Although Congress saw several immigration bills introduced this year, the legislative branch maintained the status quo for millions of people who identify as Dreamers. Because the Deferred Action for Childhood Arrivals (DACA) program terminates in March, spring 2018 acts as the current marker on the horizon for potential resolution around ongoing limbo– something that has become the norm for those who were brought to the United States as children.
With President Donald Trump’s swearing into office in January, observers braced for stark changes in the nation’s immigration laws. While the letter of immigration law remains the same as it did when Barack Obama left office on January 20, a majority of change under President Trump comes in terms of policy around the application of the laws. The policy implementation difference comes most notably where legal immigration is concerned.
In terms of DACA, President Trump campaigned on the idea of acting with compassion toward the estimated 11 million young people with culturally American identities but lacking national status. Rescinding the executive order in September this year, signed by President Obama in 2012, President Trump included a 6-month window to bring DACA to a conclusion and to allow Congress to apply a legislative solution to program beneficiaries.
Speculation on establishing laws around providing DACA beneficiaries permanent legal status in one form or another peppered immigration news stories in 2017. Political stories tie DACA Dreamers to the establishment of a budget, something largely in the hands of Republican lawmakers. Congress takes up the budgeting issue in January.
However, with the passage of President Trump’s tax reform proposal, Democrats arguably lost potential leverage in negotiating the best deal possible for Dreamers. This is because the paramount position of tax reform in the Republican agenda is no longer an issue as the GOP won the battle.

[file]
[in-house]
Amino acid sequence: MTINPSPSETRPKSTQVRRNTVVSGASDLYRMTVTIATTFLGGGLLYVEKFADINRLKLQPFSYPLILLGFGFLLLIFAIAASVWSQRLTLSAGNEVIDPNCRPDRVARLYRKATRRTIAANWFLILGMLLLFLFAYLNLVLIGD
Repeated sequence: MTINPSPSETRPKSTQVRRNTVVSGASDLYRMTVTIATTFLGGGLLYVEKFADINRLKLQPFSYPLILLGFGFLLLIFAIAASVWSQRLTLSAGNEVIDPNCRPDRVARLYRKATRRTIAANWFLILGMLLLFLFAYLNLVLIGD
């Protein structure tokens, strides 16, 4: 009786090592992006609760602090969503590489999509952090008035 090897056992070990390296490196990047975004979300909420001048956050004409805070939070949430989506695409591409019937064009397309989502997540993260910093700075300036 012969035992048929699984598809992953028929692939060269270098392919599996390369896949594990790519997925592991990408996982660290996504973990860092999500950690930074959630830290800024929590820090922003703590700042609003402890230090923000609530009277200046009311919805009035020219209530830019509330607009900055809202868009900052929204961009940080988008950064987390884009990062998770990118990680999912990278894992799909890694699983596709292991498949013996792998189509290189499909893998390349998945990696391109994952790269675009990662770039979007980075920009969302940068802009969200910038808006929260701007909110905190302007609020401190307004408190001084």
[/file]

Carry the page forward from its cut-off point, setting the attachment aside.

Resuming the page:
Along the same lines, the Congressional agenda establishes a budget in January. As the Republican-controlled body debates the use and allocations of the nation’s finances, defending safety net programs fall to Democratic representatives. Arguably, the give-and-take negotiations around the budget will reverberate to legislators’ approach to DACA.
Arizona Republican Sen. Jeff Flake, a strong immigration advocate, voted for the tax bill with a commitment from White House officials and other Republican colleagues for a vote on immigration in January, according to a report, that provides a permanent variation on the DACA program. Commenting on his vote on the tax bill, Flake said he is “please that the Majority Leader has committed to bring the bipartisan DACA bill we are currently negotiating to the Senate floor in January.”
Another Republican senator, John Barrasso of Wyoming, according to The Washington Times, said that ending DACA in March leaves plenty of time to tackle DACA and overall immigration reform. Noting that these negotiations are currently in progress, Barrasso adds, “But for me, I’m going to focus on border security, enforcement and ending chain migration.”